determined by who you are, that is, your user name and your password.
Older applications do not always protect identity information as it is
passed through the network for validation. This might allow an
eavesdropper to gain access to the network by posing as a valid user.
When an attacker finds a valid user account, the attacker has the same
rights as the real user. Therefore, if the user has administrator-level
rights, the attacker also can create accounts for subsequent access at a
After gaining access to your network with a valid account, an attacker
can do any of the following:
Obtain lists of valid user and computer names and network information.
Modify server and network configurations, including access controls and
Modify, reroute, or delete your data.
A key is a secret code or number necessary to
interpret secured information. Although
obtaining a key is a difficult and resourceintensive process for an attacker, it is possible.
After an attacker obtains a key, that key is
referred to as a compromised key.
An attacker uses the compromised key to gain
access to a secured communication without the
sender or receiver being aware of the attack.
With the compromised key, the attacker can
decrypt or modify data, and try to use the
compromised key to compute additional keys,
which might allow the attacker access to other
A sniffer is an application or device that can read,
monitor, and capture network data exchanges and
read network packets. If the packets are not
encrypted, a sniffer provides a full view of the data
inside the packet. Even encapsulated (tunneled)
packets can be broken open and read unless they are
encrypted and the attacker does not have access to
Using a sniffer, an attacker can do any of the
Analyze your network and gain information to
eventually cause your network to crash or to become
Read your communications.
An application-layer attack targets application servers by
deliberately causing a fault in a server's operating system or
applications. This results in the attacker gaining the ability to
bypass normal access controls. The attacker takes advantage of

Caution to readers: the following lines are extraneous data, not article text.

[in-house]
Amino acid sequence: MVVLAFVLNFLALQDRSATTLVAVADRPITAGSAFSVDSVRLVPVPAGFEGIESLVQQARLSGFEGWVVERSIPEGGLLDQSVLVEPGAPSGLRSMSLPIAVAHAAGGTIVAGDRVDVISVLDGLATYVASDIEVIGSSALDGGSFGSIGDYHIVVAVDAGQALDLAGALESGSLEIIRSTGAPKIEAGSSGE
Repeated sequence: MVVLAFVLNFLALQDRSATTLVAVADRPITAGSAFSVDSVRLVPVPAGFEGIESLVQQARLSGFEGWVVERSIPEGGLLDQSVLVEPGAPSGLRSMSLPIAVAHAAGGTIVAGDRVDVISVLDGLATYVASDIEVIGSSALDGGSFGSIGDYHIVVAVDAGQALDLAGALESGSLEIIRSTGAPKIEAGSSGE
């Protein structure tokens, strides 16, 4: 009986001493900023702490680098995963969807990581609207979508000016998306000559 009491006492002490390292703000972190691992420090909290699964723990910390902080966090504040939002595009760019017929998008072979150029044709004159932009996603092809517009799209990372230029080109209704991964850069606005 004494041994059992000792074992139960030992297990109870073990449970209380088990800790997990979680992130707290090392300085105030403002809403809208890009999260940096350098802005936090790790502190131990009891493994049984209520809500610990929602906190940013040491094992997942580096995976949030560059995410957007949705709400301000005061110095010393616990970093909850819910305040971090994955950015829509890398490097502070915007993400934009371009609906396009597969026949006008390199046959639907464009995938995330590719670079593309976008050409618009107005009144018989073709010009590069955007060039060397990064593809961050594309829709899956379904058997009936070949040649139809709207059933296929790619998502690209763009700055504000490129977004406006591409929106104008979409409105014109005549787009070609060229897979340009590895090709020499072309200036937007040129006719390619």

this situation, gaining control of your application, system, or
network, and can do any of the following:
Read, add, delete, or modify your data or operating system.
Introduce a virus program that uses your computers and
software applications to copy viruses throughout your network.
Introduce a sniffer program to analyze your network and gain
information that can eventually be used to crash or to corrupt
your systems and network.
Abnormally terminate your data applications or operating
Disable other security controls to enable future attacks
It hasn't been getting a lot of media attention
lately, but the threat to corporate security and
intellectual property from insiders remains one of
the biggest challenges facing IT departments
According to the most recent survey by the
American Society for Industrial Security in
Alexandria, Va., current and former employees
and on-site contractors with authorized access to
facilities and networks continue to pose the most
significant risk to intellectual property such as
research data, customer files and financial
Experts say that all security programs should
focus on people, process and technology, so
we've broken the list into those three
Require new hires to go through a security
Don't overlook the sensitive data on common office
peripherals, such as copiers and printers
Establish a corporate "neighborhood watch" program
Check the backgrounds of all employees who handle
Make sure the passwords for systems administrators
have the strongest level of authentication and are
given to the smallest potential audience.
Require systems administrators to take two
consecutive weeks of vacation annually
Develop a policy-setting "security council
Integrate IT procedures and HR procedures
Establish a reliable system for assigning access to
Determine, based on job function, seniority and other
roles, who needs to have access to which company
resources and why.
Require employees to sign a nondisclosure contract
on their date of hire
Keep an inventory of your IT assets
Keep an inventory of your IT assets
Make the ability to support your company's
information access policy one of the criteria for
buying new software or systems.
Evaluate the security of your business partners and
Identify dormant IDs or orphaned accounts
Have an automated system for resetting
passwords on a regular basis
Make sure that the accounts belonging to laidoff employees aren't simply deleted
Convert physical access-control devices from
electronic systems to network-enabled devices
Collect historical data for individual employees
regarding network activity and file-access
attempts and then employ a formula to calculate
a risk factor for each event.
66% said their co-workers, not hackers, pose the greatest
risk to consumer privacy; only 10% said hackers are the
62% reported incidents at work that put customer data at
risk for identity theft.
46% said it would be ―easy,‖ ―very easy‖ or ―extremely easy‖
for workers to remove sensitive data from the corporate
32% said they’re unaware of internal company policies to
protect customer data
28% said their company does not have a written security
policy or they didn’t know if it has one.
Base: Survey of 500 U.S. workers and managers who
handle sensitive customer information at work.
Source: Harris Interactive Inc., Rochester, N.Y.,
A website defacement is the unauthorized
substitution of a web page or a part of it by a
This is a very common form of attack that
seriously damages the trust and the
reputation of a website.
A website defacement is the unauthorized
substitution of a web page or a part of it by a
A penetration test is a method of evaluating the